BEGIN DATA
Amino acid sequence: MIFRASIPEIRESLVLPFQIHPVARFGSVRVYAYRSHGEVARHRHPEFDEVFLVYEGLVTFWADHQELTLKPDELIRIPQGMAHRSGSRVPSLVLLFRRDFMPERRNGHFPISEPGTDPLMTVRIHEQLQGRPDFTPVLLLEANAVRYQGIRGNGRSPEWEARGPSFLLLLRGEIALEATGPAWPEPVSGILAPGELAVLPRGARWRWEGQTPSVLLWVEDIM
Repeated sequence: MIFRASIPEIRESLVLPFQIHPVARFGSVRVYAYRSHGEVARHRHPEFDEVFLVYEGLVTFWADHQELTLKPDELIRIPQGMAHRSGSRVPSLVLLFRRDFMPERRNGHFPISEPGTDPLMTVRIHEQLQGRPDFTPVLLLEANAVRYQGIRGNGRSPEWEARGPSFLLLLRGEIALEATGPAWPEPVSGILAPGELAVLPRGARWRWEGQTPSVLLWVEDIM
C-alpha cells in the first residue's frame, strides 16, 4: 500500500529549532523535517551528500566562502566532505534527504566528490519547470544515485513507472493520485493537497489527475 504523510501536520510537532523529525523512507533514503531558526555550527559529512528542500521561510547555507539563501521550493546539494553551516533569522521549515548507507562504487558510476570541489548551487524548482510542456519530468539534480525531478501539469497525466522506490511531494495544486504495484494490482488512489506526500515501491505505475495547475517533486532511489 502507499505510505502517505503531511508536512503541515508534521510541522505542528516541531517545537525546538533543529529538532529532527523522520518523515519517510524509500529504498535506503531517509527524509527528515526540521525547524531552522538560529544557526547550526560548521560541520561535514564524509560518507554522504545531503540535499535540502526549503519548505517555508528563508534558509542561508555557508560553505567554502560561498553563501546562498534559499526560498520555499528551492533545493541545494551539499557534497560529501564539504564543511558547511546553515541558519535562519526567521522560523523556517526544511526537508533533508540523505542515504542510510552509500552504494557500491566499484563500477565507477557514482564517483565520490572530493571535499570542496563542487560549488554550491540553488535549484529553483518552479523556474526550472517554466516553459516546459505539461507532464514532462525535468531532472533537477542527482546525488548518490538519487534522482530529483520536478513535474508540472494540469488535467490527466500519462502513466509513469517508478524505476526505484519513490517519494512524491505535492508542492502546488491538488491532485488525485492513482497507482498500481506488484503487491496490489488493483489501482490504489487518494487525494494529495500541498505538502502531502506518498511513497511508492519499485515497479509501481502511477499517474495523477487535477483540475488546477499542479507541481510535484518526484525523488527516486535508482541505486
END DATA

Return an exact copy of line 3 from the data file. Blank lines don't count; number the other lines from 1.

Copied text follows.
C-alpha cells in the first residue's frame, strides 16, 4: 500500500529549532523535517551528500566562502566532505534527504566528490519547470544515485513507472493520485493537497489527475 504523510501536520510537532523529525523512507533514503531558526555550527559529512528542500521561510547555507539563501521550493546539494553551516533569522521549515548507507562504487558510476570541489548551487524548482510542456519530468539534480525531478501539469497525466522506490511531494495544486504495484494490482488512489506526500515501491505505475495547475517533486532511489 502507499505510505502517505503531511508536512503541515508534521510541522505542528516541531517545537525546538533543529529538532529532527523522520518523515519517510524509500529504498535506503531517509527524509527528515526540521525547524531552522538560529544557526547550526560548521560541520561535514564524509560518507554522504545531503540535499535540502526549503519548505517555508528563508534558509542561508555557508560553505567554502560561498553563501546562498534559499526560498520555499528551492533545493541545494551539499557534497560529501564539504564543511558547511546553515541558519535562519526567521522560523523556517526544511526537508533533508540523505542515504542510510552509500552504494557500491566499484563500477565507477557514482564517483565520490572530493571535499570542496563542487560549488554550491540553488535549484529553483518552479523556474526550472517554466516553459516546459505539461507532464514532462525535468531532472533537477542527482546525488548518490538519487534522482530529483520536478513535474508540472494540469488535467490527466500519462502513466509513469517508478524505476526505484519513490517519494512524491505535492508542492502546488491538488491532485488525485492513482497507482498500481506488484503487491496490489488493483489501482490504489487518494487525494494529495500541498505538502502531502506518498511513497511508492519499485515497479509501481502511477499517474495523477487535477483540475488546477499542479507541481510535484518526484525523488527516486535508482541505486